This first step can be hard for many of us, especially if we don't have language around our emotions. Often when I’m feeling fearful, what comes up first is similar to a childlike tantrum. The truth is, when I’m in fear, my inner child needs to throw this fit and, thankfully, I’ve finally learned to let her. Sometimes I cry, sometimes I yell or stomp my feet. I realized that I need this moment before I can successfully move on. So I let myself feel my feelings, even if they feel juvenile. The soft skill that is most useful in this step is awareness. Observing how I’m responding, even when I’m uncertain of the emotions I’m feeling, will always give me valuable insight that will help me down the road. The most important part of this step is to do it without judgment and with lots of compassion.
2) Get curious
These days when I'm feeling my feelings, my response tends to be, “WOAH! These feelings are BIG! I’m behaving in ways that feel crummy.” When I observe this in myself, I know that it’s time to step back and get curious. Often, the fastest way to get clarity on our fear is to start by asking questions. When I notice that I’m in tantrum mode or avoidant mode, I know to ask, “What am I fearing right now?” 99% of the time the answer will shoot up as soon as I ask but, honestly, this has taken time and practice. Again, non-judgement and compassion are real lifesavers here.
3) Hold space for discomfort
When I clarify where my fear is coming from, it's not uncommon for me to feel out of sorts for a bit. Fear can show up in all sorts of physical and psychological ways—it can manifest in my body, mind or even just sit on my soul. Discomfort can be as unique and individual as our thumbprint. Here’s the deal... When I make space for my discomfort—with compassion and grace—I start to feel more courageous. Often, my discomfort comes from knowing that I’m feeling afraid and that I have to adapt and evolve to overcome it. I may spend more time journaling or going into nature or leaning into self-care during periods of discomfort to help me process it. This is my way of acknowledging and confronting my fear, while also being tender and nurturing to myself.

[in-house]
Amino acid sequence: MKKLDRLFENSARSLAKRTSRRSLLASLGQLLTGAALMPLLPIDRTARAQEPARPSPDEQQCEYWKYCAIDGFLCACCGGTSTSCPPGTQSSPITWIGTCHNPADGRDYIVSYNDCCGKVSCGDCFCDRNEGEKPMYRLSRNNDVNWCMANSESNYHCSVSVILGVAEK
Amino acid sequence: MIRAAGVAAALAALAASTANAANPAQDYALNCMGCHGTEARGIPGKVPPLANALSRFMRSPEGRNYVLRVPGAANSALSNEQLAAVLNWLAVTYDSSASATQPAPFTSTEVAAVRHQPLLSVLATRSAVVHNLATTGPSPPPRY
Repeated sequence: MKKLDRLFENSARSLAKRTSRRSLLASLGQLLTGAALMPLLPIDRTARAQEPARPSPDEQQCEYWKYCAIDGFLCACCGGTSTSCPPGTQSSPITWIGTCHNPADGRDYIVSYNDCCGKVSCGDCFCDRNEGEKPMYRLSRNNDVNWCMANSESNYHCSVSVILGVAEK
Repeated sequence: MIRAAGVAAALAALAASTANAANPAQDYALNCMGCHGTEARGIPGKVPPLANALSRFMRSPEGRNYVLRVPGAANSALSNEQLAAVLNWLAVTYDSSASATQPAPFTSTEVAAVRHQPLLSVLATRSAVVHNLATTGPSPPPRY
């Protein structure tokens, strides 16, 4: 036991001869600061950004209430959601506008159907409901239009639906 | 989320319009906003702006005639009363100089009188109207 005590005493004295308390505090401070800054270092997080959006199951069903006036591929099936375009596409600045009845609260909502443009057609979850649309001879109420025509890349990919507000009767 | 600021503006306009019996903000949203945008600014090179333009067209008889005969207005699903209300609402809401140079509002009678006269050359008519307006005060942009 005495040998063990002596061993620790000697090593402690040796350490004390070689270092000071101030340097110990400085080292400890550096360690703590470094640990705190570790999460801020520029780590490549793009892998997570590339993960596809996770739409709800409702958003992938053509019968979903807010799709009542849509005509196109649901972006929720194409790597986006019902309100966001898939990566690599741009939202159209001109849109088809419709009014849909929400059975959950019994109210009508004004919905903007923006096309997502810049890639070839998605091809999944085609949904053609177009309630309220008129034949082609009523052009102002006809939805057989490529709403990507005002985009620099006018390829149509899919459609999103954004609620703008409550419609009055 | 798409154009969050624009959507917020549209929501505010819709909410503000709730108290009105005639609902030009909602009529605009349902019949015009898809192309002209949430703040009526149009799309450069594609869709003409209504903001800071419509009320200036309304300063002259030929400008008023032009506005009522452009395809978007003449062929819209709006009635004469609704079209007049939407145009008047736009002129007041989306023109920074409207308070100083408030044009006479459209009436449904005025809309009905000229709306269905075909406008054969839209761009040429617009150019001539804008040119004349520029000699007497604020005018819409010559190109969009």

What I’ve noticed over time is that when I apply these three steps, I feel much more brave by the time I reach the end. They often fast track me away from fear and begin my courage-building. It may seem small but just acknowledging our feelings is often a truly courageous act. I now believe this wholeheartedly. I’ve found that when I’m feeling fearful without a clear path forward, that stepping back, taking a deep breath and becoming aware of my feelings—especially when it’s uncomfortable—is often the most courageous decision I can make.
Fear is a natural part of life, Kick Assers, but building courage can be, too. You got this!
Kate Katz is the owner and founder of All Hands In, a soft skills development company. All Hands In specializes in soft skills development by using play and puppetry. If you'd like to learn more about the work we do, please visit: www.allhandsinworkshops.com or email Kate at email@example.com.